Plants may run out of time to grow under ongoing climate change
The causes and consequences of global warming are still under debate, but what would actually happen to all the plants, essential to many aspects of our lives, if the climate in the planet does get warmer? A new study publishing in the Open Access journal PLOS Biology on June 10th by University of Hawai'i scientists addresses just this question.
A key potential 'benefit' of global warming that has been considered is that plants at northern latitudes will thrive in a warmer world. However, this prevailing assumption ignores the fact that plants in the North will remain limited by solar radiation, curbing the positive effects of warming and additional CO2 availability. In addition, that same warming could surpass plant temperature tolerances in tropical areas around the world, and further be accompanied by drought.
"Those that think climate change will benefit plants need to see the light, literally and figuratively," says Camilo Mora, professor at the University of Hawai'i at Mānoa's College of Social Sciences and lead author of the new study. "A narrow focus on the factors that influence plant growth has led to major underestimations of the potential impacts of climate change on plants, not only at higher latitudes but more severely in the tropics, exposing the world to dire consequences," he adds.
The new study shows that ongoing climate change will lead to overall declines in plant growing days by 2100 due to a mixture of warming, drought, and limited solar radiation.
Using satellite-derived data, the study identified the ranges of temperatures, soil moisture (water availability) and light (solar radiation) within which 95% of the world's plant growth occurs today. The researchers then used climate projections to count the number of days in a year that will fall within these suitable climate ranges for plant growth in the future.
Although the study did find that warming trends will increase the number of days above freezing at higher latitudes by 7%, these same locations will remain limited by light, a trend that has been missed by previous studies that focused on temperature alone. "Regions at higher latitudes will likely have less frost and snow on the ground in the future, but many plants will not be able to take advantage of those warmer temperatures because there will not be enough sunlight to sustain their growth," says Iain Caldwell, a co-author of the study.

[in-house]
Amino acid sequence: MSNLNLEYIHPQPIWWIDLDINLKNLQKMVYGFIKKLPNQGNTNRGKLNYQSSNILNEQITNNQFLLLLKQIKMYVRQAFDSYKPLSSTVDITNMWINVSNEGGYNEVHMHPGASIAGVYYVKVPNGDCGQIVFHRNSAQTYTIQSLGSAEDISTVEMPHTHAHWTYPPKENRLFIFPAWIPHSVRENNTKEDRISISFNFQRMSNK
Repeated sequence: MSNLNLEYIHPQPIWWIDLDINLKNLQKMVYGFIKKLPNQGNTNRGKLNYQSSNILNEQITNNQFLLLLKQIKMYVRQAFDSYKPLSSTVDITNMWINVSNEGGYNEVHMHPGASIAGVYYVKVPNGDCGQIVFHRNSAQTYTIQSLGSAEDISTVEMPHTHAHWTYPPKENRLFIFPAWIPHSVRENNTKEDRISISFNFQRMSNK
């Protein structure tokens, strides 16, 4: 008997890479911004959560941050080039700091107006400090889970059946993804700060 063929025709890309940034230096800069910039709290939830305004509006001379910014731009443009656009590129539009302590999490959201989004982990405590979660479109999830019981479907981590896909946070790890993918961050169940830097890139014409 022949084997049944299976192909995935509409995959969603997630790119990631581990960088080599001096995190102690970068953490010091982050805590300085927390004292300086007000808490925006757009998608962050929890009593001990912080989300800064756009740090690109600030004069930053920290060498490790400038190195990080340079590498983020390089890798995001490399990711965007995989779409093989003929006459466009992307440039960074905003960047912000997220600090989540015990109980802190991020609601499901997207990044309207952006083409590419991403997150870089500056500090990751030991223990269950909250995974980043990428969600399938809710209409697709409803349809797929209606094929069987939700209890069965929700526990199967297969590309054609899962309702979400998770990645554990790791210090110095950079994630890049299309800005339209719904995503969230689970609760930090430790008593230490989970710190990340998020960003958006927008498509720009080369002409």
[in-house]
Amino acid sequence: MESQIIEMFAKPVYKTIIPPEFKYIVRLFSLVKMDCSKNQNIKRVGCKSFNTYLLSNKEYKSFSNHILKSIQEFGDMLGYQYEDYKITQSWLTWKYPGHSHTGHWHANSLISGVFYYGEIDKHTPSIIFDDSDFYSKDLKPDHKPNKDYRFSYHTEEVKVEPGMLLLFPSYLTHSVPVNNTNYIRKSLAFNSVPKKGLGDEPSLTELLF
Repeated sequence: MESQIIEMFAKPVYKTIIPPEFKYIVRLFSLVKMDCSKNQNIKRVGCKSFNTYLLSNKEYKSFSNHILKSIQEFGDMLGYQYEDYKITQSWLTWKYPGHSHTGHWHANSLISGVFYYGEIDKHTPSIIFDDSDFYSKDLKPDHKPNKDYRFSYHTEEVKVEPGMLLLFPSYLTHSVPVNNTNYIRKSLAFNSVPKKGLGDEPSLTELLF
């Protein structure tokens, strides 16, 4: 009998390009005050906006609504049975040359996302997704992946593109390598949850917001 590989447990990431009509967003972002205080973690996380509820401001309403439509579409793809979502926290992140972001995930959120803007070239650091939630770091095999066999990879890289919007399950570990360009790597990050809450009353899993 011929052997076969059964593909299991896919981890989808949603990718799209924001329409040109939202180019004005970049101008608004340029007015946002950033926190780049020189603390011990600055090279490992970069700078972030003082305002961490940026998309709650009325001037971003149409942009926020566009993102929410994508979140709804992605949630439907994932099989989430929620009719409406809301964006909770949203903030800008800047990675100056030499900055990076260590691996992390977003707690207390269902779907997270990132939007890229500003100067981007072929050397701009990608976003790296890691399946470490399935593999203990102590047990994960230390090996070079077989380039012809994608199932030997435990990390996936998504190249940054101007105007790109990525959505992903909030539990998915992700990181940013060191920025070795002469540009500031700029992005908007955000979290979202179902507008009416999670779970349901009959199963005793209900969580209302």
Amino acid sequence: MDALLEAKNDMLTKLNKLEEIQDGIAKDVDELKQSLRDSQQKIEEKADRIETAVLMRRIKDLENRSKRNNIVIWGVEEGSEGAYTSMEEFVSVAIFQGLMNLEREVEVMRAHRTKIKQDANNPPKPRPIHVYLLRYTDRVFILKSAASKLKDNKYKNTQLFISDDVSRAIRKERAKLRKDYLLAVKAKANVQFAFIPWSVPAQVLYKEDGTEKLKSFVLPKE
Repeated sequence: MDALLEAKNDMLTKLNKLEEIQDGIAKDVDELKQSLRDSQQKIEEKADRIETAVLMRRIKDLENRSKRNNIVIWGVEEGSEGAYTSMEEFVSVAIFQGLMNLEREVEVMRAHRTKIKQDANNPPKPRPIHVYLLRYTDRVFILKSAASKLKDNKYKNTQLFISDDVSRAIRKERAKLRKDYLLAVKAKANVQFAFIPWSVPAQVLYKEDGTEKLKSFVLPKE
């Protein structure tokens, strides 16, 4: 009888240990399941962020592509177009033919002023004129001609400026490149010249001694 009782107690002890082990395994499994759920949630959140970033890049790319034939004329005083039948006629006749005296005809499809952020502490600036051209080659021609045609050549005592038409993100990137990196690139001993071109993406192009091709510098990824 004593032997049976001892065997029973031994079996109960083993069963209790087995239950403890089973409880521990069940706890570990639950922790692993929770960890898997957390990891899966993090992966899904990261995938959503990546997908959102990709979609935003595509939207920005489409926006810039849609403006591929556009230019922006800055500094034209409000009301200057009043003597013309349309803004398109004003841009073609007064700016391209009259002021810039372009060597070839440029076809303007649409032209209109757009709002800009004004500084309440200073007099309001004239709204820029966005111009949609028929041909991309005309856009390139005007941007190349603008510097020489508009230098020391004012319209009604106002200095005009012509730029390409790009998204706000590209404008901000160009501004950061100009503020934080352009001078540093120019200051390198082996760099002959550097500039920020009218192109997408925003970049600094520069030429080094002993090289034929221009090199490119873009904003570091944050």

The same warming that appeared to be a positive influence on plant growth at higher latitudes was found to be detrimental to plants in tropical regions, where conditions will become too warm and dry for most plant growth. Overall, the entire planet could see ~11% reduction in the number of days with suitable climates for plant growth, with some tropical regions facing a reduction of up to 200 days per year by 2100.
"Although plants that have already adapted to live in extreme hot and dry conditions could fare well under a warming planet, the challenge will be for tropical agricultural and forest ecosystems to adapt to conditions that will likely surpass what they can currently tolerate," says Jamie Caldwell, another co-author.
Plants also sustain human societies by providing food, fiber, fuel, jobs and associated revenue. However, they can only deliver those things when climates are suitable for their growth.
The new study goes further to assess where people will be hardest hit by the changes in the number of plant growing days. While some northern regions - predominantly in China, Russia and Canada - will likely experience improved climatic conditions for plant growth, approximately 2.1 billion individuals are highly vulnerable to the projected changes. These 2.1 billion people currently live in countries that depend heavily on plants for food, jobs and revenue, and have minimal capacity to adapt because they are poor, yet they could lose 30% or more of their current plant-growing period.
"Climate change will have disproportional impacts on the poorest in the world," says Micah Fisher, another co-author of the study. "Our analysis showed, for example, dramatic potential human impacts on the Sahel and on certain pacific islands. If subsistence farmers in the Sahel lose half of their growing days for plant crops, it will be hard for them to feed their families".
On a more positive note, changes in suitable plant growing days were negligible under strong and moderate mitigation scenarios, suggesting that even modest reductions in emissions could prevent such drastic changes and their associated consequences for ecosystems and people.